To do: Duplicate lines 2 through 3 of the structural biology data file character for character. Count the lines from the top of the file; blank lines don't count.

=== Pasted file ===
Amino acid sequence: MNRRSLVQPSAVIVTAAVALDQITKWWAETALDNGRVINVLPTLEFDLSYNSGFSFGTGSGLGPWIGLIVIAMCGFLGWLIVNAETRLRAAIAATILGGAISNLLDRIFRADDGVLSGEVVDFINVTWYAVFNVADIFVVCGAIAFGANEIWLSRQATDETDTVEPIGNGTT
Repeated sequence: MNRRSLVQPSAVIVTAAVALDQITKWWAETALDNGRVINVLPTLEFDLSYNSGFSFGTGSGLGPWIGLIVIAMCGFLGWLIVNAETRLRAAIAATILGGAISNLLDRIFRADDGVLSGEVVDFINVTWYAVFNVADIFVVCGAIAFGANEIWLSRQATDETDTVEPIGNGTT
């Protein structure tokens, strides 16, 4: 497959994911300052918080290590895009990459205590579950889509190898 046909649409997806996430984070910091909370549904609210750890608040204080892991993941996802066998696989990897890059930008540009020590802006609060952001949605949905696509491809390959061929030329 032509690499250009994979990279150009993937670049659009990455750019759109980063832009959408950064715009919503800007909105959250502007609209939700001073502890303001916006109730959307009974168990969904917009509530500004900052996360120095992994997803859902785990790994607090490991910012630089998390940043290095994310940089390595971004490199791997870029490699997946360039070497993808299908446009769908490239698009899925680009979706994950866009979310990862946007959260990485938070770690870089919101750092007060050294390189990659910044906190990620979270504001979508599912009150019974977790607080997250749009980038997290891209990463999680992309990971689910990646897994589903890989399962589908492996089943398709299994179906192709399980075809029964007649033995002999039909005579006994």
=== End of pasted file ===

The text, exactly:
Repeated sequence: MNRRSLVQPSAVIVTAAVALDQITKWWAETALDNGRVINVLPTLEFDLSYNSGFSFGTGSGLGPWIGLIVIAMCGFLGWLIVNAETRLRAAIAATILGGAISNLLDRIFRADDGVLSGEVVDFINVTWYAVFNVADIFVVCGAIAFGANEIWLSRQATDETDTVEPIGNGTT
């Protein structure tokens, strides 16, 4: 497959994911300052918080290590895009990459205590579950889509190898 046909649409997806996430984070910091909370549904609210750890608040204080892991993941996802066998696989990897890059930008540009020590802006609060952001949605949905696509491809390959061929030329 032509690499250009994979990279150009993937670049659009990455750019759109980063832009959408950064715009919503800007909105959250502007609209939700001073502890303001916006109730959307009974168990969904917009509530500004900052996360120095992994997803859902785990790994607090490991910012630089998390940043290095994310940089390595971004490199791997870029490699997946360039070497993808299908446009769908490239698009899925680009979706994950866009979310990862946007959260990485938070770690870089919101750092007060050294390189990659910044906190990620979270504001979508599912009150019974977790607080997250749009980038997290891209990463999680992309990971689910990646897994589903890989399962589908492996089943398709299994179906192709399980075809029964007649033995002999039909005579006994």